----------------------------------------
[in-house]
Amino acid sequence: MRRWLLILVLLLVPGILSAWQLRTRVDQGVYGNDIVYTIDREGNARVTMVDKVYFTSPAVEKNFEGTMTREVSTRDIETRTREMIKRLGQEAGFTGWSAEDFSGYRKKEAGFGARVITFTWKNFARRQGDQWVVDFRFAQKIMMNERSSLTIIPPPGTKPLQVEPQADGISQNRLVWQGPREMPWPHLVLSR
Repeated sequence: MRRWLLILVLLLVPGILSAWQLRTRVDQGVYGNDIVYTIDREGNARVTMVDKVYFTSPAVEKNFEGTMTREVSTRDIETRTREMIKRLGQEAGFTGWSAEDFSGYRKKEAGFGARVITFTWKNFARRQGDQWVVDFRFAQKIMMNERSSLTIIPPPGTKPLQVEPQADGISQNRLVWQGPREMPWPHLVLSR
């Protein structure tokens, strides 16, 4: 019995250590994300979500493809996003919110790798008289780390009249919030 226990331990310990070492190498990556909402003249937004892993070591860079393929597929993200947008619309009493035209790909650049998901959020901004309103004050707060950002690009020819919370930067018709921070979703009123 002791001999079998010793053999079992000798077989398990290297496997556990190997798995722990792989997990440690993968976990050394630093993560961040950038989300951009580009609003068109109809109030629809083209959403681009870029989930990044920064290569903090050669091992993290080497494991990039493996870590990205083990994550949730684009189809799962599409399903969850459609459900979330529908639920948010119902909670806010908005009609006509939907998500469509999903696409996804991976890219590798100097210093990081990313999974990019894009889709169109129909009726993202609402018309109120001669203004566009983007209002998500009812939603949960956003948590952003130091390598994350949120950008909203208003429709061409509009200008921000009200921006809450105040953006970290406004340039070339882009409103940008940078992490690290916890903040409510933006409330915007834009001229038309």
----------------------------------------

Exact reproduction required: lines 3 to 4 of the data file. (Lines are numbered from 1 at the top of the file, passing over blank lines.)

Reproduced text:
Repeated sequence: MRRWLLILVLLLVPGILSAWQLRTRVDQGVYGNDIVYTIDREGNARVTMVDKVYFTSPAVEKNFEGTMTREVSTRDIETRTREMIKRLGQEAGFTGWSAEDFSGYRKKEAGFGARVITFTWKNFARRQGDQWVVDFRFAQKIMMNERSSLTIIPPPGTKPLQVEPQADGISQNRLVWQGPREMPWPHLVLSR
């Protein structure tokens, strides 16, 4: 019995250590994300979500493809996003919110790798008289780390009249919030 226990331990310990070492190498990556909402003249937004892993070591860079393929597929993200947008619309009493035209790909650049998901959020901004309103004050707060950002690009020819919370930067018709921070979703009123 002791001999079998010793053999079992000798077989398990290297496997556990190997798995722990792989997990440690993968976990050394630093993560961040950038989300951009580009609003068109109809109030629809083209959403681009870029989930990044920064290569903090050669091992993290080497494991990039493996870590990205083990994550949730684009189809799962599409399903969850459609459900979330529908639920948010119902909670806010908005009609006509939907998500469509999903696409996804991976890219590798100097210093990081990313999974990019894009889709169109129909009726993202609402018309109120001669203004566009983007209002998500009812939603949960956003948590952003130091390598994350949120950008909203208003429709061409509009200008921000009200921006809450105040953006970290406004340039070339882009409103940008940078992490690290916890903040409510933006409330915007834009001229038309």